Mon, Feb 15
What's your moral code? Starting with this class, we'll be wrestling with the question of what it takes to live a moral life. According to utilitarians, the key to acting morally is to do whatever will alleviate suffering and promote pleasure in the world. As a result, anything that can feel pain or pleasure deserves your moral consideration. And we might be called upon to make some significant sacrifices if it holds out the hope of making the world better.
By the end of class today, you will:
- Understand what "consequentialism" is, and how it relates to virtue ethics
- Understand "hedonistic utilitarianism" (a consequentialist view)
- Evaluate differences in how virtue ethicists and utilitarians approach practical good life questions.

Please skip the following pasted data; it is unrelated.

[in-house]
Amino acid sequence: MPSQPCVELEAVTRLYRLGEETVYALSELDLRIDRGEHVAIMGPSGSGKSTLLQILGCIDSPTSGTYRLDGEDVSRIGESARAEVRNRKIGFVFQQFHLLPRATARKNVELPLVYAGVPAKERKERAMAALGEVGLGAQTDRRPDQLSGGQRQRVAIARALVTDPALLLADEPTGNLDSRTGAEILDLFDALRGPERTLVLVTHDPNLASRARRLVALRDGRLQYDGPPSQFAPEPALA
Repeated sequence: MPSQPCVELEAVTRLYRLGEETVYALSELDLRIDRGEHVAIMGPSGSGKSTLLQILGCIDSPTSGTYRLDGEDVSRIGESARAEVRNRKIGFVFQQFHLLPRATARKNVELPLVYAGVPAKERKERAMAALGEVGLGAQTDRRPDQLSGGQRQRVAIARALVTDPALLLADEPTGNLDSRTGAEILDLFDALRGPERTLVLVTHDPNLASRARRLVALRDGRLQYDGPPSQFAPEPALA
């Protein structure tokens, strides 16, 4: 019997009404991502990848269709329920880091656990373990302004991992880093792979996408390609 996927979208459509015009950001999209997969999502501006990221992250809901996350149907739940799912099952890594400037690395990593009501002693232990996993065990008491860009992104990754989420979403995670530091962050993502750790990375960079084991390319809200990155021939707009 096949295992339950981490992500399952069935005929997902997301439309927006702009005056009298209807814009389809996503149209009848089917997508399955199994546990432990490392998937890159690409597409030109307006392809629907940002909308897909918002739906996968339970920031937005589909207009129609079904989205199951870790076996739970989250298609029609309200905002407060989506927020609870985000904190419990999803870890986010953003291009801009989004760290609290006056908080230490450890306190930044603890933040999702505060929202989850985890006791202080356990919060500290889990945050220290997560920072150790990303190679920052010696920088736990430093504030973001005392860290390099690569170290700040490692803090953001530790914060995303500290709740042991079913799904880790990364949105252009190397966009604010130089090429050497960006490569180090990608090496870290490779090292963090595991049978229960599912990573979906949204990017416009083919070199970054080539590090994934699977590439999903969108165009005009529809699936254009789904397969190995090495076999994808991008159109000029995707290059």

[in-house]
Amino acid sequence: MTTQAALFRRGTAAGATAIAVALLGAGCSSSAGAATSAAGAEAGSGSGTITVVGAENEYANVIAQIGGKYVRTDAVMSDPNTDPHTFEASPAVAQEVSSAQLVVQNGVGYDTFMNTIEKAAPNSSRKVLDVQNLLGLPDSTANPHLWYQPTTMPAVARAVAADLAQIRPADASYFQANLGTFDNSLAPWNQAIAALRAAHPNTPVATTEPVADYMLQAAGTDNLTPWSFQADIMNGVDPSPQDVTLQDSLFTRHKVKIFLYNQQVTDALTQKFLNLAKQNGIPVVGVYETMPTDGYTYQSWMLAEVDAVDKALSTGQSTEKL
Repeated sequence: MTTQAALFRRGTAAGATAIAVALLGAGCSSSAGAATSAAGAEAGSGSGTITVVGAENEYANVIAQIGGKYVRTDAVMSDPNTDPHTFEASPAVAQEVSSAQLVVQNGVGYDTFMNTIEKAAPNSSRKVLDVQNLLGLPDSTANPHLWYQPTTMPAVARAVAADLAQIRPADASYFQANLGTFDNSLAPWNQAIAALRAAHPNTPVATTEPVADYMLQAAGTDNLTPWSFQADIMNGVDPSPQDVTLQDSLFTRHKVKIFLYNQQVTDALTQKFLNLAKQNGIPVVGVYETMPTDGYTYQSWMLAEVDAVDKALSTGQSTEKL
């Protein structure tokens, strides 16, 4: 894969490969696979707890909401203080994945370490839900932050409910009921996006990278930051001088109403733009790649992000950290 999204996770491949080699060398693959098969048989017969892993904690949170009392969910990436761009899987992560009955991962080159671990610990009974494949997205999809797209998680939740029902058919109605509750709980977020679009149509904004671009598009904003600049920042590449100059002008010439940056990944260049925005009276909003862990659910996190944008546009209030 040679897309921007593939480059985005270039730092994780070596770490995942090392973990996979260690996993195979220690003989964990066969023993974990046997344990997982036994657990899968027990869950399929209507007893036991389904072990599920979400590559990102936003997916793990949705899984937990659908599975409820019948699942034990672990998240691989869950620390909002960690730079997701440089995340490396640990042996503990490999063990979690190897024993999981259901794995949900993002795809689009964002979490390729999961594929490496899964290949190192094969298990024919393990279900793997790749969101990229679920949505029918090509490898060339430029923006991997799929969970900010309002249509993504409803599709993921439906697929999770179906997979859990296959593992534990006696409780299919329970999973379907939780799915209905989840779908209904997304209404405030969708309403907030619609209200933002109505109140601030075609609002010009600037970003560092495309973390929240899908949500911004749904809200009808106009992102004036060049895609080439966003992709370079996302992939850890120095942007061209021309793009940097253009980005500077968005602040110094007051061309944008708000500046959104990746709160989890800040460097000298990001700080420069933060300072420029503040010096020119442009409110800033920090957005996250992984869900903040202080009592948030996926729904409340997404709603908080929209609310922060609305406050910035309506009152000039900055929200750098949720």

Complete these steps before you come to class
Consider the following prompts (you may want to write responses to these in your journal or talk about them with a friend):
- Pretend you are the manager of the firm where Jason Trigg (from the Washington Post article) is interviewing for a job. What do you make of his plan to earn as much as possible and give the money to highly efficient charities? What are morally admirable features of his decision? What might give you pause?
- How would John Stuart Mill respond to the objection that focusing on earning more to give more will prevent you from developing your talents? Try to find a passage from the reading that supports your answer.